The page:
I’m so glad “Red Sparrow” (2018) didn’t suck. Because somebody told me it sucked. I shouldn’t have believed them. Maybe it was a double cross. Maybe they actually liked it but they wanted me to not like it so that I would be surprised it didn’t suck because they wanted me to trust them but then not trust them. Oooooh, so crafty. The movie’s like that, too. Jennifer Lawrence is performing at another level right now. It’s her, Jessica Chastain, and, um, right. Also, best three-way knife fight in movie history. And definitely the Oscar frontrunner for best one-piece swimsuit.

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When I remember “Remember the Titans” (2000), I remember it as being a lot better than it actually is. I gloss over the “based on a true story” bending of actual events into outright falsehoods, the Disneyfied melodrama, the insertion of musical scenes to help the Original Motion Picture Soundtrack sell better, and the general sports movie, big-game, big-speech schmaltziness. Yet the story of a Virginia high school overcoming an integration controversy to win a state football championship with a black head coach is still interesting enough to overcome the Hollywood treatment. Plus, it’s just fun watching Denzel be Denzel.

I saw the original “Death Wish.” Bruce Willis’ 2018 version is not “Death Wish.” It’s primarily a Bruce Willis movie. In it, he becomes a vigilante to avenge crimes against his family. That sounds a lot like “Death Wish,” but it’s not “Death Wish.” The 1974 version was weightier in every aspect. The crimes against Charles Bronson’s family were worse, his vengeance less precise and the moral argument more personal (although I do like the irony that Willis’s character is a trauma surgeon). But ultimately, Bruce Willis and his preternatural lack of gravitas is the problem with Bruce Willis’ “Death Wish.”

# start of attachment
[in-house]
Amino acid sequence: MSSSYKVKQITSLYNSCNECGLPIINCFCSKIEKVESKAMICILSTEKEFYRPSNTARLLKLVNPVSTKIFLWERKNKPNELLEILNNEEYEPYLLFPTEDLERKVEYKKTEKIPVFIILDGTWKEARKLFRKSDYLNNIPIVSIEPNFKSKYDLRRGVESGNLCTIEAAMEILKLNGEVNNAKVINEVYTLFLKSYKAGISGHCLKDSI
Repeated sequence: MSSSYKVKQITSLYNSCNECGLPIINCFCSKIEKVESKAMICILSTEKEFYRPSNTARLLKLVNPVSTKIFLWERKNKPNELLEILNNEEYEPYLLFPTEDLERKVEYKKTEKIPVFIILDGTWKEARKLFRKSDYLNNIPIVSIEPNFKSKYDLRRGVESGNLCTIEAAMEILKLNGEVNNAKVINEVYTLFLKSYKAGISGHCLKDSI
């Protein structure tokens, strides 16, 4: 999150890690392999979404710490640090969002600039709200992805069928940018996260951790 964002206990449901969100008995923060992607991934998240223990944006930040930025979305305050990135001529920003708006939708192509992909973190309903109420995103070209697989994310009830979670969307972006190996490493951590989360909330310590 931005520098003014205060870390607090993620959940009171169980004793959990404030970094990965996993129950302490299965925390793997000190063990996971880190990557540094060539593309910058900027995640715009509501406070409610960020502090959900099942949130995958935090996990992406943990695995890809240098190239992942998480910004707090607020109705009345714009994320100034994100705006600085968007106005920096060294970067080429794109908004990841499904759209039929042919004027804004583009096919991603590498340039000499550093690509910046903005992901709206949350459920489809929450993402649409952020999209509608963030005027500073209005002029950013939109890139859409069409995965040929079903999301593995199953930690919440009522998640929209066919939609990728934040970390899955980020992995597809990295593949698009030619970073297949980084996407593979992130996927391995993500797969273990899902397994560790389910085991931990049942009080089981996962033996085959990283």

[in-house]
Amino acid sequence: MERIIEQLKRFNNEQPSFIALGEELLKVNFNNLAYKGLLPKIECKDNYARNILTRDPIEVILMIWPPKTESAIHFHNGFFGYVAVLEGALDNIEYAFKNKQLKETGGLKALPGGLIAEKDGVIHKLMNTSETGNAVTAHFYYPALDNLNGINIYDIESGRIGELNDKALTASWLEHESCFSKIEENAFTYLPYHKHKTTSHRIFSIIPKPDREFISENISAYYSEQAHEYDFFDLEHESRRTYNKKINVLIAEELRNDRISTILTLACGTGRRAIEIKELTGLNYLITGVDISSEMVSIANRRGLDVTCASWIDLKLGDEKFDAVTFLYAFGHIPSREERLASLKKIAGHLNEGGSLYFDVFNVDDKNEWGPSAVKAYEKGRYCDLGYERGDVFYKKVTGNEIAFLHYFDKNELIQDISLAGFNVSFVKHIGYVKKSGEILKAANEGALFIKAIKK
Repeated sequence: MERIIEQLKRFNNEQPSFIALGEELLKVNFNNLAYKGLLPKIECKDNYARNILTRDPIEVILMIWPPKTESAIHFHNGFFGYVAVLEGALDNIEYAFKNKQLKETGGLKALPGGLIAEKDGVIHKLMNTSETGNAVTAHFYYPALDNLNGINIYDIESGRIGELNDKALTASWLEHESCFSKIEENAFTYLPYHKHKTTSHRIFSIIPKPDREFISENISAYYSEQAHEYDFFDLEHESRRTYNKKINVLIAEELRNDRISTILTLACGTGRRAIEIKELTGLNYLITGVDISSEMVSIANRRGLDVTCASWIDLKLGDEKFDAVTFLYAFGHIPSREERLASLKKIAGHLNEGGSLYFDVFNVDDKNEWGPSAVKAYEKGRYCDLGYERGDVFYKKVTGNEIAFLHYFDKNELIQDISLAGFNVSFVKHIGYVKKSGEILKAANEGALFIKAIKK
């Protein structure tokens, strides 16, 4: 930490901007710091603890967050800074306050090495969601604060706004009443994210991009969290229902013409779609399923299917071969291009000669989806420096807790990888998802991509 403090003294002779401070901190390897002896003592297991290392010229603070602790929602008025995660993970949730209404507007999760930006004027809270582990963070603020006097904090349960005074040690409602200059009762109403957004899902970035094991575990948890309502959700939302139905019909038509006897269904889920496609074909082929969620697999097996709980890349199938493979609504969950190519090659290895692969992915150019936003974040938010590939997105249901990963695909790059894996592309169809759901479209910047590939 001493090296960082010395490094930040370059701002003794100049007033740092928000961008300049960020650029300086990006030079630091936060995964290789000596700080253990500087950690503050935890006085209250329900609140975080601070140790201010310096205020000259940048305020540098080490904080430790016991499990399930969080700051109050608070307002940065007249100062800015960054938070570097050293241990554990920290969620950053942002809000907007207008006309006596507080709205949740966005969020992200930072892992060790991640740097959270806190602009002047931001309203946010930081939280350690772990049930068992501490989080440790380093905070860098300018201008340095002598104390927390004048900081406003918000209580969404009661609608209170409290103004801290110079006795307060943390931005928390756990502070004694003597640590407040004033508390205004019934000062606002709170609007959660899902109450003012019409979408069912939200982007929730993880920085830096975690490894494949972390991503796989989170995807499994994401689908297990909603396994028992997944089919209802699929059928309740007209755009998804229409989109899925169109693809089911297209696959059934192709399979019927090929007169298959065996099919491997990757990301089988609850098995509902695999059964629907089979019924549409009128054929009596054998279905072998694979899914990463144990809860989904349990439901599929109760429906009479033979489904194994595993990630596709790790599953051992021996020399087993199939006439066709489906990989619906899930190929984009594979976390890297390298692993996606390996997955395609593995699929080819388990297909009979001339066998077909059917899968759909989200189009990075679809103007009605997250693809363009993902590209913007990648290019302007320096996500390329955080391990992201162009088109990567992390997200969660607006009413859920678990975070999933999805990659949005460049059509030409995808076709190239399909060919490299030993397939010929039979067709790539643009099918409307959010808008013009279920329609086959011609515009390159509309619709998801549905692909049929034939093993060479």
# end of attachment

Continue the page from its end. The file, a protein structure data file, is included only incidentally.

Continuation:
What if two teenage girls nearly as dense as Forrest Gump also possessed Gumpian powers to alter history? What if their world was the Watergate complex and Nixon White House? What if the girls were played by actresses as good as Michelle Williams and Kirsten Dunst and the rest of the cast was packed with veteran comedy troupers? There are lots of “parodies” where just one character or one plot element is parodied and everything else is played straight. “Dick” (1999) does the heavy lifting of true parody – it creates an entire, hilariously absurd, alternate universe and makes it work.

There have been a lot of these movies. You know, pick from the following create-a-story list: the hapless protagonist, the crime, the double-cross, the mistaken identity, the triple-cross, the bigger crime, the mobsters/cartel, the feds, the plot twist, etc. It becomes a comedy of errors, on one level or another. You know. There have been a lot of them. But the films that can spin enough of those a la carte plates to keep things interesting without making a mess are really good. Like “Gringo” (2018). David Oyelowo is the perfect hapless protagonist. Please ignore the violations of car-wreck physics.

It starts out like a cliché rom-com variation in which a spurned wife goes to war against the woman who replaced her. You expect hijinks to ensue and the mismatched moms in “Stepmom” (1998) to eventually unite against some type of greater evil, with hilariously heartwarming results. However, the greater evil is cancer, an uneasy truce suffices for teamwork, sadness befalls everyone, and there’s lots of speeches that sound like they were edited by a committee of Hallmark-approved psychologists. It’s a box-of-Kleenex, pint-of-ice-cream tearjerker that will make you happy it ruined your night, if you’re into these kinds of movies.

It features robots battling reptile-looking alien thingys, but “Pacific Rim: Uprising” (2018) feels more like a St. Bernard – big, sloppy and lovable. Just like in the original, this sequel unloads a fusillade of clichés along with impressive weaponry. This time there’s even a subplot resembling “Top Gun” meets “Mickey Mouse Club.” There’s still ridiculous amounts of destruction (with very few dead bodies – unless the bodies will move the plot along) and attempts to save the world, but just like in the original, this film winks at you every once in a while, letting you know it’s in on the joke.